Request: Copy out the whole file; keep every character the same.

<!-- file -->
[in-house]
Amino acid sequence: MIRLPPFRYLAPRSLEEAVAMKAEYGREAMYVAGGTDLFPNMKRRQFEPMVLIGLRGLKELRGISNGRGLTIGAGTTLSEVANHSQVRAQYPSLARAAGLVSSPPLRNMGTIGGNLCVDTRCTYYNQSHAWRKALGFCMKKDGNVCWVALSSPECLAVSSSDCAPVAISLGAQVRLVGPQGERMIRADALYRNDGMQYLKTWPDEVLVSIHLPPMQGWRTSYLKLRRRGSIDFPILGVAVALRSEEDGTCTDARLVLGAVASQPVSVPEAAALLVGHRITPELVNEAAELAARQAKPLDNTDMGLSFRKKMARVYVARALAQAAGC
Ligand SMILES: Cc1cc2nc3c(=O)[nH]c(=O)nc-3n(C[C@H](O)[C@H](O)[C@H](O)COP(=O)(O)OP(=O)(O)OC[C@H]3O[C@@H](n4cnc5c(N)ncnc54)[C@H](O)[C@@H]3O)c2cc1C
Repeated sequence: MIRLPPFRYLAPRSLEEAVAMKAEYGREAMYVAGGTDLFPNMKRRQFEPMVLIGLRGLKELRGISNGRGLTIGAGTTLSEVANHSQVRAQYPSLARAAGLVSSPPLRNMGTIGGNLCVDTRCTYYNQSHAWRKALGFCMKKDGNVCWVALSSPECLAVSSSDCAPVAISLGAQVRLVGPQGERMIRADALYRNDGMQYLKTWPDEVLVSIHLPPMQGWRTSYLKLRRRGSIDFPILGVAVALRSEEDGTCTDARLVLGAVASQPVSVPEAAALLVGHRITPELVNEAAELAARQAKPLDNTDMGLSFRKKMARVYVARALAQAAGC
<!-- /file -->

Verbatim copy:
[in-house]
Amino acid sequence: MIRLPPFRYLAPRSLEEAVAMKAEYGREAMYVAGGTDLFPNMKRRQFEPMVLIGLRGLKELRGISNGRGLTIGAGTTLSEVANHSQVRAQYPSLARAAGLVSSPPLRNMGTIGGNLCVDTRCTYYNQSHAWRKALGFCMKKDGNVCWVALSSPECLAVSSSDCAPVAISLGAQVRLVGPQGERMIRADALYRNDGMQYLKTWPDEVLVSIHLPPMQGWRTSYLKLRRRGSIDFPILGVAVALRSEEDGTCTDARLVLGAVASQPVSVPEAAALLVGHRITPELVNEAAELAARQAKPLDNTDMGLSFRKKMARVYVARALAQAAGC
Ligand SMILES: Cc1cc2nc3c(=O)[nH]c(=O)nc-3n(C[C@H](O)[C@H](O)[C@H](O)COP(=O)(O)OP(=O)(O)OC[C@H]3O[C@@H](n4cnc5c(N)ncnc54)[C@H](O)[C@@H]3O)c2cc1C
Repeated sequence: MIRLPPFRYLAPRSLEEAVAMKAEYGREAMYVAGGTDLFPNMKRRQFEPMVLIGLRGLKELRGISNGRGLTIGAGTTLSEVANHSQVRAQYPSLARAAGLVSSPPLRNMGTIGGNLCVDTRCTYYNQSHAWRKALGFCMKKDGNVCWVALSSPECLAVSSSDCAPVAISLGAQVRLVGPQGERMIRADALYRNDGMQYLKTWPDEVLVSIHLPPMQGWRTSYLKLRRRGSIDFPILGVAVALRSEEDGTCTDARLVLGAVASQPVSVPEAAALLVGHRITPELVNEAAELAARQAKPLDNTDMGLSFRKKMARVYVARALAQAAGC